Cough medicines were varied. Lots of folks knew about horehound tea and could recognize the plant growing wild. Other folks used peppermint tea or an elixir made of boiled garlic, oregano and sugar. Because of the dry West Texas air, almost everyone invented some sort of humidifier as a treatment for coughs. Adding citrus rinds, mint, cinnamon, lemon or even creosote bush leaves to boiling water made the steam "seem medicinal." Sore throats were treated with sugared tomato puree. Many tonics could be bought in drugstores. "666" contained quinine. Black Draught contained senna (great for constipation), and "SSS" was alcohol and herbs.
Nowadays "medicine" comes in the form of a pill. Folks go sit in a doctor's office for an hour or two, see the doctor for less than five minutes, then drive to a pharmacy, leave the prescription, and then come back in four to six hours to pick it up. The ill person does not get any relief for almost a full day. Home cures were immediate. The ill person felt like something was being done and did not have to "wallow in agony" for hours. Unfortunately some of the home cures were dangerous. The efficacy of home cures also relied on the belief something was being done.
Kerosene, or "coal oil" as it was known when I was growing up was used on cuts, and especially puncture wounds for man and beast. It doesn't hurt at all to pour it on a cut, it actually has a numbing effect, or it does for me, anyway.Exact same thing occurred to the colonel, when just a boy, always hunting around here prior to the development of the WMAs. I've heard that story from him more than I can recall and previously mentioned it. He was eyeing another squirrel in order to take it next. Ended up pouring kerosene upon the wound, which was all the older man having taken them out hunting had within his truck. Can only imagine which hurt worse lol...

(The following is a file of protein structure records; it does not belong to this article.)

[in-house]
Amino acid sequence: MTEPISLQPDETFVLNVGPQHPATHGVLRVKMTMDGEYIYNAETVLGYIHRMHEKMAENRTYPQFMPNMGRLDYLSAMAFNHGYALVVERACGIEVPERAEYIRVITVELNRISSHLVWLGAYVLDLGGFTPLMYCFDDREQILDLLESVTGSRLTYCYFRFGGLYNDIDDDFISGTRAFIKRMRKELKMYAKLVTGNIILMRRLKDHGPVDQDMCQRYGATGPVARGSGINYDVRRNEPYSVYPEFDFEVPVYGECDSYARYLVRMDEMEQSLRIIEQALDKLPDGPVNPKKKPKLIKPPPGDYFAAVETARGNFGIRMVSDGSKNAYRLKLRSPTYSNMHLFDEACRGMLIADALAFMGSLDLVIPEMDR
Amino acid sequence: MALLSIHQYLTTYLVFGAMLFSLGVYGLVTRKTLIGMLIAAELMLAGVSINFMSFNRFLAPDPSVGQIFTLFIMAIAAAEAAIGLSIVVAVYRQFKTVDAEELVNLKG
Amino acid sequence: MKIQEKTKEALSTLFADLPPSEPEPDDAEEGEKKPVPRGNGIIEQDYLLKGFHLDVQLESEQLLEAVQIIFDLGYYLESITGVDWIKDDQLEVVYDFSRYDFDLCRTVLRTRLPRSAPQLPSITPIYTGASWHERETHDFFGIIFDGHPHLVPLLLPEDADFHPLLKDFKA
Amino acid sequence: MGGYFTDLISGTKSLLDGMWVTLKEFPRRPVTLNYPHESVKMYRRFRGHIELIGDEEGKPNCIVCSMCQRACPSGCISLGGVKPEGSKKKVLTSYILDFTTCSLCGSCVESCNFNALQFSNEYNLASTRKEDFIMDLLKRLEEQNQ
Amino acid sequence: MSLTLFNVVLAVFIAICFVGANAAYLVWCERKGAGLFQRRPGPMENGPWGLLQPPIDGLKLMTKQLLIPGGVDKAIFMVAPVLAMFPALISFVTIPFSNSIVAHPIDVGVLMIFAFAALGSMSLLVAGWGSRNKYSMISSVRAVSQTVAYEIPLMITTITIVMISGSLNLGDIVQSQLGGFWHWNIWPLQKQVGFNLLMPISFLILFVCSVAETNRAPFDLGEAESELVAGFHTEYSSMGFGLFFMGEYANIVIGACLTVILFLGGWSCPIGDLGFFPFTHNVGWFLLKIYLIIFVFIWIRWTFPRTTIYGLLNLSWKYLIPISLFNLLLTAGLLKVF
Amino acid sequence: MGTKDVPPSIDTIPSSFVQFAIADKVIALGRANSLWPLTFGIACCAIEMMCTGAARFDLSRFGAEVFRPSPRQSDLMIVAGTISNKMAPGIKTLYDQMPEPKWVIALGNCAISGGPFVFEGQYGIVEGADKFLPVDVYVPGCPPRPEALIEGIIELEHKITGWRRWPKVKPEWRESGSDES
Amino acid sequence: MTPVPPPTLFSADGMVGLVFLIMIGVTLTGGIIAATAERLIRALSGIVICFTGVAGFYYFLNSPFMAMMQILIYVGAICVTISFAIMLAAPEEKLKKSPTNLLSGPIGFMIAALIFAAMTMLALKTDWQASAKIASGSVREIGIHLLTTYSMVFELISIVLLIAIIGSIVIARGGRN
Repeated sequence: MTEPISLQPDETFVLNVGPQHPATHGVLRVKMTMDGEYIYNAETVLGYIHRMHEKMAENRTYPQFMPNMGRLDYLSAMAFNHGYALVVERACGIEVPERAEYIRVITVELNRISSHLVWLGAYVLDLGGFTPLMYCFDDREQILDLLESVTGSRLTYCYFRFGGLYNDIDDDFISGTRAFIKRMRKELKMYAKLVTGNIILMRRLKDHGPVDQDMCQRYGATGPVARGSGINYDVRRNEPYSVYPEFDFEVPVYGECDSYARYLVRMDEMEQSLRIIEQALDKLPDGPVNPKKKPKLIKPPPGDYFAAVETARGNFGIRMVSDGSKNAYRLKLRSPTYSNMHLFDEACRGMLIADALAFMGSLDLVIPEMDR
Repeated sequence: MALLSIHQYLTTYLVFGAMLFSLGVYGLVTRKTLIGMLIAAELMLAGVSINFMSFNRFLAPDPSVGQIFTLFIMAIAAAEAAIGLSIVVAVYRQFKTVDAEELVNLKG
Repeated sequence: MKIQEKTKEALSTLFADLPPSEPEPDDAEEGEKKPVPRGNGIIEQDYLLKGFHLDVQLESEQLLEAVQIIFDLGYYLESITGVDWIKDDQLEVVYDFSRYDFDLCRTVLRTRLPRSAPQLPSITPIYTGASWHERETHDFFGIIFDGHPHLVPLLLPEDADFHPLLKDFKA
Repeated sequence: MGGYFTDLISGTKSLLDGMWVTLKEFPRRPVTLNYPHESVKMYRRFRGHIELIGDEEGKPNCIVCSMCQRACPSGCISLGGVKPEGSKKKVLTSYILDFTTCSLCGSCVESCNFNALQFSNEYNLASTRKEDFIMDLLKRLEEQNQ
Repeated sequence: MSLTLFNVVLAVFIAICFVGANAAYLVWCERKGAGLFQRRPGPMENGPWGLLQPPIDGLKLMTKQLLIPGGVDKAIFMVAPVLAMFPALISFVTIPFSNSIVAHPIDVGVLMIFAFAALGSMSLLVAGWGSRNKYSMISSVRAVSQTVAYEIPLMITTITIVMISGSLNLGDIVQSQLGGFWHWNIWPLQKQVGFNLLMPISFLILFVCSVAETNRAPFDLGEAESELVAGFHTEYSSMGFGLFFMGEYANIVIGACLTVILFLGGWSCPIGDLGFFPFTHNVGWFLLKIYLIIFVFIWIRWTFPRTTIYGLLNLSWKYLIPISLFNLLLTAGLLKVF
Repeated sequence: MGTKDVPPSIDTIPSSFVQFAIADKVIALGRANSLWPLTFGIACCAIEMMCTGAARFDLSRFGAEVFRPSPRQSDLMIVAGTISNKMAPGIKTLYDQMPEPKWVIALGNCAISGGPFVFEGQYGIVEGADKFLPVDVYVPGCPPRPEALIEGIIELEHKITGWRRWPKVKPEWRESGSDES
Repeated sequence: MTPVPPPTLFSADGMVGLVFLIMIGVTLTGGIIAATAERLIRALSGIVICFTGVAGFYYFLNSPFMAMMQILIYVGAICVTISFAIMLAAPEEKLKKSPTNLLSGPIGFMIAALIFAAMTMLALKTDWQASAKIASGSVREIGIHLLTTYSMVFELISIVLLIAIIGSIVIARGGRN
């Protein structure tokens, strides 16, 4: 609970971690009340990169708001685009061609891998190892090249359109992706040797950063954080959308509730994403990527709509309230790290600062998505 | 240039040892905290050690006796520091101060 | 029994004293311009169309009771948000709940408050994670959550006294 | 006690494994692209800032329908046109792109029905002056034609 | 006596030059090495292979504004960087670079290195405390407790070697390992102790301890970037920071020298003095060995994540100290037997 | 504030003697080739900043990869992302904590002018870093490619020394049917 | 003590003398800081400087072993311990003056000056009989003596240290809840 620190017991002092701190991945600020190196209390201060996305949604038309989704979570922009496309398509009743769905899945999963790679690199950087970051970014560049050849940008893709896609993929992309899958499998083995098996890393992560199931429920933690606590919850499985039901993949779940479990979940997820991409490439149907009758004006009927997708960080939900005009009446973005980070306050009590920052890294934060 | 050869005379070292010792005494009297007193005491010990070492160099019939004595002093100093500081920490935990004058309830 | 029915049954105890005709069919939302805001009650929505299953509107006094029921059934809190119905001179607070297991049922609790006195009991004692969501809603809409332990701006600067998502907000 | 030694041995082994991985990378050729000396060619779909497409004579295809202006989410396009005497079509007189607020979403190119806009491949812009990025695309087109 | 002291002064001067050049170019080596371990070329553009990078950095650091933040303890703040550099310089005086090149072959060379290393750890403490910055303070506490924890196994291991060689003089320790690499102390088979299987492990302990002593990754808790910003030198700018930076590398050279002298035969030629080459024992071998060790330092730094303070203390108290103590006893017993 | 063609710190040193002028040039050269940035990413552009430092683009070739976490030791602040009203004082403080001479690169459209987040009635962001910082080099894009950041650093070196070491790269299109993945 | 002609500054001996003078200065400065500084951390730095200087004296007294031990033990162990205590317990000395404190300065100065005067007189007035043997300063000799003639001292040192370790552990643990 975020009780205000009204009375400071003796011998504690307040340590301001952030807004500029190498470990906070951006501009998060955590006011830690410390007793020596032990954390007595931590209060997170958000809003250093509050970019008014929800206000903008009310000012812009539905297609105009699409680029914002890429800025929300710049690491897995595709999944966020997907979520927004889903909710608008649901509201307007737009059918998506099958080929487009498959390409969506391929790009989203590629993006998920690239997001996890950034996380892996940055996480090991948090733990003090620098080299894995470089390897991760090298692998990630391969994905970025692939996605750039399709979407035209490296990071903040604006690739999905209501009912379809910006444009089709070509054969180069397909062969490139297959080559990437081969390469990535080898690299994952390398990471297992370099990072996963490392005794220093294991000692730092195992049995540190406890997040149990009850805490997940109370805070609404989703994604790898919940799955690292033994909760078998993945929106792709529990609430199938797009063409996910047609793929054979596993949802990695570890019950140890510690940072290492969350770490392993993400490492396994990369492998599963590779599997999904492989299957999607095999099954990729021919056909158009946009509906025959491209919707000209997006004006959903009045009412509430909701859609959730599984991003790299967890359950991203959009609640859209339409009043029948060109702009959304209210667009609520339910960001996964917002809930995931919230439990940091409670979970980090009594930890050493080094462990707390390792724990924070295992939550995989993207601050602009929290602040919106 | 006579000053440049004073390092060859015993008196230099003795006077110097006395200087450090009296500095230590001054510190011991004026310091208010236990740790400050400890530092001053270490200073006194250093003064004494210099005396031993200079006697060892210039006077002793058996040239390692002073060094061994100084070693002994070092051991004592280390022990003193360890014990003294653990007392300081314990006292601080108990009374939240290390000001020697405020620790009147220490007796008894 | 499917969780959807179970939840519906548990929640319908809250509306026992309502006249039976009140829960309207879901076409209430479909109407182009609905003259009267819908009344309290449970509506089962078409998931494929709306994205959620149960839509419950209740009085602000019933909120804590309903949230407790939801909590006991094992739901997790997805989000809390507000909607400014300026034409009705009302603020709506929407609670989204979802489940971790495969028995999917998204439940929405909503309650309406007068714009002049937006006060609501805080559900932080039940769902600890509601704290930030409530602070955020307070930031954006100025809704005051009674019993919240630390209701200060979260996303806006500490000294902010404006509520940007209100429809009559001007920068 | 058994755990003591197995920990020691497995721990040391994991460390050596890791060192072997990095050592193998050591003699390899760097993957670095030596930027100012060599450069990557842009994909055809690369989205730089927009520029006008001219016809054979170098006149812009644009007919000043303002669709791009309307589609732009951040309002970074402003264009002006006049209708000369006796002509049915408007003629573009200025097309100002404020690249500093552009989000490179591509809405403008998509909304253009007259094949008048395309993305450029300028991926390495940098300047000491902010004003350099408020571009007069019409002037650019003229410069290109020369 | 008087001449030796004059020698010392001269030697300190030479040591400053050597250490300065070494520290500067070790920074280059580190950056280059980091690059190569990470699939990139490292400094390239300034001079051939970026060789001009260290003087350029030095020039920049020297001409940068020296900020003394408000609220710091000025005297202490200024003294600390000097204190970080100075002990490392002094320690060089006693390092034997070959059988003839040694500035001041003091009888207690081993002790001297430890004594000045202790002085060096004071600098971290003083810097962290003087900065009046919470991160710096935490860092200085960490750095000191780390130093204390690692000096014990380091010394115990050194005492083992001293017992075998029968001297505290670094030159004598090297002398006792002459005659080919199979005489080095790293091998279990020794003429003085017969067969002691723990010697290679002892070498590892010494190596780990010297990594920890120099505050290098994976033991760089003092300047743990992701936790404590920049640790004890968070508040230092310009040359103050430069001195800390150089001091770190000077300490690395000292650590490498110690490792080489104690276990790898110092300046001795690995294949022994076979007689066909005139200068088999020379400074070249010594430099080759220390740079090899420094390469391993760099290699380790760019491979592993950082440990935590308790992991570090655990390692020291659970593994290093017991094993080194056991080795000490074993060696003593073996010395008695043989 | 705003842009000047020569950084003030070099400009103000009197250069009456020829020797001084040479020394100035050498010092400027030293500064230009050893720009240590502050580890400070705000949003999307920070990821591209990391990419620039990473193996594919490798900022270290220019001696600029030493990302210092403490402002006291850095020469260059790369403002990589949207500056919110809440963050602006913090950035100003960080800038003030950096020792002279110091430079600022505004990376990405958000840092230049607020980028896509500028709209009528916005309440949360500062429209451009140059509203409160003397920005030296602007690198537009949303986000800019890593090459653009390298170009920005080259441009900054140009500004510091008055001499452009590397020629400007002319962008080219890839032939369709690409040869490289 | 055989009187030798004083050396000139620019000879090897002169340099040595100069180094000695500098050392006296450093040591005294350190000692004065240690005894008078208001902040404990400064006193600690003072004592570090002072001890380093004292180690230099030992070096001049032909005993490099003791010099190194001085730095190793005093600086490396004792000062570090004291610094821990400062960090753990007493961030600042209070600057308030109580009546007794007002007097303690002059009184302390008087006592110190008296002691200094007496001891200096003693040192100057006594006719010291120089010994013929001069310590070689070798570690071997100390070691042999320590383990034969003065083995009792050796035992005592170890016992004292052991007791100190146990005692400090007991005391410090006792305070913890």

Kerosene, or "coal oil" as it was known when I was growing up was used on cuts, and especially puncture wounds for man and beast. It doesn't hurt at all to pour it on a cut, it actually has a numbing effect, or it does for me, anyway.
Try you some of that castor oil. It will make you feel betterWhen I stepped upon the wickedly painful black sea urchin, my friend whom was with me utilized a local plant close at hand. I was fine with that, simply because I knew better than to go to a Jamaican hospital... never bothered to go to one within the U.S., when a huge wave shattered both heels, simply because I knew they wouldn't do anything, being that I had previously shattered one doing the same and wasted my time going (preferred to hang out with all and watch the rest of us try to survive...).
Can't say I ever previously considered the thought that the squirrel bite/kerosene experience may have had some bearing upon his decision to become a doctor of pharmacology, but such is most certainly plausible. This is an interesting clip from an old article relevant to the old ways of doing things for pain (I shall have to relocate it and post the rest, some wild stuff within it lol...)
Try you some of that castor oil. It will make you feel better
My mom used to make me drink Castor oil when I was being mean to my younger sisters.Lol... you probably wouldn't believe what our medicine "cabinet" looked like in my youth (full blown closet).
My mom used to make me drink Castor oil when I was being mean to my younger sisters.